It’s half-way through 2013 now and in many ways, professional women are having it better now than at any point in the past. It would be incredibly glib to say that there’s equality in the workplace now: consider the fact that women only hold 4% of the CEO titles at Fortune 500 companies. Some might say that big business isn’t a particularly progressive part of society – that corporate structures are created by conservative men with socially conservative agendas. Perhaps.
But deep in Hollywood, California –in the belly of the entertainment beast where the stories are largely liberal in sensibility and they make movies about plucky young gals who prove themselves equal to men– only 1 in 15 film directors are women!
Just think about it: Kathryn Bigelow was the first woman to ever win an Oscar for Best Director and it only took until the 82nd Academy Awards for it to happen! On top of that, she was only the 4th nominee IN HISTORY.
Bigelow has always been an exception throughout her career. Even though she is a woman, she has always had a very powerful leaning towards genre films: a territory that many would identify as male. With a filmography that includes macho surf/crime movie Point Break, redneck motorhome vampire horror Near Dark and bomb disposal thriller The Hurt Locker, you wouldn’t say that Bigelow makes films ‘for women’. Zero Dark Thirty is actually the first feature she’s made with a female protagonist – and even in this case, it’s about a woman having to ‘masculinise’ herself so that she can do her job in a man’s world.
We can only imagine how tough it is to be a woman making films in an industry where your primary audiences are assumed to be males aged 15-36. But that’s an entirely different topic for another time (watch this space).
To celebrate release of Zero Dark Thirty and the much-ignored sisterhood of quality filmmakers, we’re throwing the spotlight on some of our favourite double-X chromosome directors working in the English language today! If you haven’t heard of these filmmakers before, we recommend you search them out!
1. Catharine Hardwicke
Like many directors, Hardwicke cut her teeth in another aspect of the movie trade: in her case, as a production designer. Working with filmmakers like Cameron Crowe and David O Russell, she made the jump into directing features with Thirteen, a no-holds barred coming of age story starring a then-unknown Evan Rachel Wood. Just five years and three films later, she would go on to direct the first film in the incredibly successful Twilight franchise.
Unquestionably the best of the series, Hardwicke’s film is the only one of the films that seem remotely grounded in reality, presenting the story’s young female protagonist as a real person and not the cipher she would soon become in the later movies.
Off the back of Twilight’s success, Hardwicke seemed to have the world at her feet. But after the disappointing performance of Red Riding Hood, she’s since returned to the indie film bush leagues. It would appear that the studios have a very short memory. Her next film, a thriller titled Plush, is listed on the IMDb as being in ‘post-production’.
2. Sofia Coppola
Along with Bigelow, Coppola is one of four women to have ever received an Oscar nomination as a director, scoring big with her sophomore feature Lost in Translation. While it’s true that her subsequent films have been in no way as big as her melancholic tour of Tokyo with Bill Murray and Scarlett Johansson, her choice of projects would suggest that she’s not looking to work within the studio system. Somewhere functioned as a slow meditation on fame and ennui while her funky take on Marie Antoinette really divided those audiences who ended up seeing it. Things could be changing, however, as her latest film, The Bling Ring, looks set to be a relative hit. Coming out this summer, it stars a post-Potter Emma Watson as a celebrity-obsessed teenage burglar and is easily her best film Translation. Watch out for it!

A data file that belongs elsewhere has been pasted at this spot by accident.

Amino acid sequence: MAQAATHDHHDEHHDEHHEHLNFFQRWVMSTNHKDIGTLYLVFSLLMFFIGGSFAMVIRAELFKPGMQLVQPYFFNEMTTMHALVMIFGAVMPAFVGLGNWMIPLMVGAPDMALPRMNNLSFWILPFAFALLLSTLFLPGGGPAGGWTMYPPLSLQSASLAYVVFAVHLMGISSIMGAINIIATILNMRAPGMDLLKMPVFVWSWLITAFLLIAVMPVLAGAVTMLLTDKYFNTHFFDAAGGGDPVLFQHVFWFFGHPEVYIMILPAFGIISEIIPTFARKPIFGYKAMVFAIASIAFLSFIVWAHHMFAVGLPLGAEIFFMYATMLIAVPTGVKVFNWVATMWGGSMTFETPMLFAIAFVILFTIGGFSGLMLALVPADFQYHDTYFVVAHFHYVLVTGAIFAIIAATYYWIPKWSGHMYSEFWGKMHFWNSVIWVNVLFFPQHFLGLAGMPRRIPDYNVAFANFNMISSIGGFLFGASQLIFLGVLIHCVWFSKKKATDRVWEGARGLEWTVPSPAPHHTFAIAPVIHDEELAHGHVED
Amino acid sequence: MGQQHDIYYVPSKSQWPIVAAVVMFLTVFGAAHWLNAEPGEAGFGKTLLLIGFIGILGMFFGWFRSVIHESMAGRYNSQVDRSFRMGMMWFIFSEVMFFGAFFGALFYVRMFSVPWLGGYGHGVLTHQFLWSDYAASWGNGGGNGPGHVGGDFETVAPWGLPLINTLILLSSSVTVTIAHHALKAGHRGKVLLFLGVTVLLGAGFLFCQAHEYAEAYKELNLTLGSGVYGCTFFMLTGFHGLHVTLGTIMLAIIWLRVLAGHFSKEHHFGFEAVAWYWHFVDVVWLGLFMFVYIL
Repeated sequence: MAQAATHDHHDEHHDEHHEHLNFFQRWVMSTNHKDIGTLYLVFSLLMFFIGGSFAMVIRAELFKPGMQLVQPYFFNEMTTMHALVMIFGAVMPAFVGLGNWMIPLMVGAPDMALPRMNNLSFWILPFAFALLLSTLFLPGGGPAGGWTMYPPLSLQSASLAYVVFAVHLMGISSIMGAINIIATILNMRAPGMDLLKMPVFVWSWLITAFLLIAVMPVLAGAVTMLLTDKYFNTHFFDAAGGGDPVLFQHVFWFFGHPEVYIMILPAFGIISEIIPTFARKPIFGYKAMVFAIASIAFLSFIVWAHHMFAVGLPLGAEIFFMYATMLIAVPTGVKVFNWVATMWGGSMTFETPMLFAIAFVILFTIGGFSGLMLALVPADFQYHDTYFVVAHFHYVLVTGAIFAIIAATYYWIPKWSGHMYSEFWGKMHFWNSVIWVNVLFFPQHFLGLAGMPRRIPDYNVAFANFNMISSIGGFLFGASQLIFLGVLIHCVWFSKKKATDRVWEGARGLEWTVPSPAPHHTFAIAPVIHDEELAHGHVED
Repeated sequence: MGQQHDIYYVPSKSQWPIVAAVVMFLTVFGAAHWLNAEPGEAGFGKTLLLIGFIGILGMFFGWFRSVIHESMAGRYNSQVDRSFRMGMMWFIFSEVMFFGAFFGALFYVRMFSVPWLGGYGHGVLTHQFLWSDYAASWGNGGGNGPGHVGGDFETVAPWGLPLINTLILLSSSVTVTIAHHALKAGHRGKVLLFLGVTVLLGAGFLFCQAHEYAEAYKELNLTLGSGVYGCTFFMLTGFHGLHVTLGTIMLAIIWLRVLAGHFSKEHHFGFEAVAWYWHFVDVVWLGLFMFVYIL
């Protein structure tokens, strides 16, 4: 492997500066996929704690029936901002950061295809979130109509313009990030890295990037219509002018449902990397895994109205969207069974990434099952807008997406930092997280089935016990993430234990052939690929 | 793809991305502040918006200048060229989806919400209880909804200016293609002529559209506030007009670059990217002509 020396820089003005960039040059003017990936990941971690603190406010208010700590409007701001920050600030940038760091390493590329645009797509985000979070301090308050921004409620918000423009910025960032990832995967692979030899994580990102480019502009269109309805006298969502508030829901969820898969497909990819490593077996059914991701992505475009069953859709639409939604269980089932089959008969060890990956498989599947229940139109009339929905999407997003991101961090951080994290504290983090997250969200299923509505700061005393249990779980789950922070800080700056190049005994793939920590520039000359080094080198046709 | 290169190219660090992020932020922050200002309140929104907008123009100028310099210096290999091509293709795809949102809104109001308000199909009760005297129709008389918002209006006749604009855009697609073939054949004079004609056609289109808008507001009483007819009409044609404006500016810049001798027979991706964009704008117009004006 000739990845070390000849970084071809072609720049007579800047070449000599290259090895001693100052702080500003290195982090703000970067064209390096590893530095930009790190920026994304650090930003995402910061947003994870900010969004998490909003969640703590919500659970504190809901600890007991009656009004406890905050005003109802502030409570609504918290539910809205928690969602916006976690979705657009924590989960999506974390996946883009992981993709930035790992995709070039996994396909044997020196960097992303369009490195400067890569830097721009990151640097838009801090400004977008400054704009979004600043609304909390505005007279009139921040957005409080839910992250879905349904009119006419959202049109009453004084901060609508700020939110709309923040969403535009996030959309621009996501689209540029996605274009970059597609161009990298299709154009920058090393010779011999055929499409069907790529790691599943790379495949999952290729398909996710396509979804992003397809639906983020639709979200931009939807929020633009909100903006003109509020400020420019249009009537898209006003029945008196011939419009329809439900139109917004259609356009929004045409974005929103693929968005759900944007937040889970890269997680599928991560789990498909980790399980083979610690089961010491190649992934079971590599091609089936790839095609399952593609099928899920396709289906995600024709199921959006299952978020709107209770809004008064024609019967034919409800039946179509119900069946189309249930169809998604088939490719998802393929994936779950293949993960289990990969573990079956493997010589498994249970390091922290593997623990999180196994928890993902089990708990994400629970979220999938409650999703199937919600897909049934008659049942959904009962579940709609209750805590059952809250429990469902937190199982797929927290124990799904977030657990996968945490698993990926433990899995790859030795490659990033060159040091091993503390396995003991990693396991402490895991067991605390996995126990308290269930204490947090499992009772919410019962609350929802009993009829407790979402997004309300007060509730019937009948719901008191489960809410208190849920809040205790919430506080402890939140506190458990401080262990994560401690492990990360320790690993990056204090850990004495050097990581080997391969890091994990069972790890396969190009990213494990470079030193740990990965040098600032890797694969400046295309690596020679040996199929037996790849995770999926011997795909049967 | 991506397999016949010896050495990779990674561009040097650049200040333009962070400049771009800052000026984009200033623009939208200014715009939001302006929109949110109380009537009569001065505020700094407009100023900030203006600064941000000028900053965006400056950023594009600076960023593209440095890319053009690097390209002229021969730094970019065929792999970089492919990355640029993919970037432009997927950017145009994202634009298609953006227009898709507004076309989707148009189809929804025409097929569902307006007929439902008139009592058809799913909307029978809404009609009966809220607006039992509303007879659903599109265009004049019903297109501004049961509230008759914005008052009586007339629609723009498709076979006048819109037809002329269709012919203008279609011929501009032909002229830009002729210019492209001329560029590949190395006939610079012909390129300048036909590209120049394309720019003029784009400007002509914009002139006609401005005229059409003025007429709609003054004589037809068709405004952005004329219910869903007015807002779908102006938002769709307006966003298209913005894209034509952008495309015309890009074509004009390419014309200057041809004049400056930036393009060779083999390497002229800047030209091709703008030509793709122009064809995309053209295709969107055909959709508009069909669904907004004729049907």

3. Lynne Ramsay
With her first two features, Lynne Ramsay quickly established herself as one of Britain’s finest feature directors. Her style combined social realist themes and strong characterisation with a powerful grasp of photography and music. After 2002 release of Morvern Callar and elevation to cult status, Ramsay delivered a shocking and powerful adaptation of Lionel Shriver best-selling novel We Need to Talk About Kevin.
In the 9 years between the release of Morvern and Kevin, Ramsay had worked on an adaptation of The Lovely Bones, a project which would have perfectly suited her sensibilities. After Ramsay’s adaptation was found to have significant departures from the novel, the film ended up in the hands of director Peter Jackson, who released it in 2009 to a poor box-office showing.
More recently, Ramsay made news again after her abrupt departure from the production of a Natalie Portman western Jane Got a Gun. Although her reasons for leaving were very unclear, this article from film.com makes a good point about the way in which this news was covered. Their basic point is that the language widely used by the entertainment media draws on all of the worst female stereotypes: in effect suggesting that she was being hysterical and PMS’ing.
Her body of work is relatively small, but there’s no denying her incredible talent and promising future.
4. Sarah Polley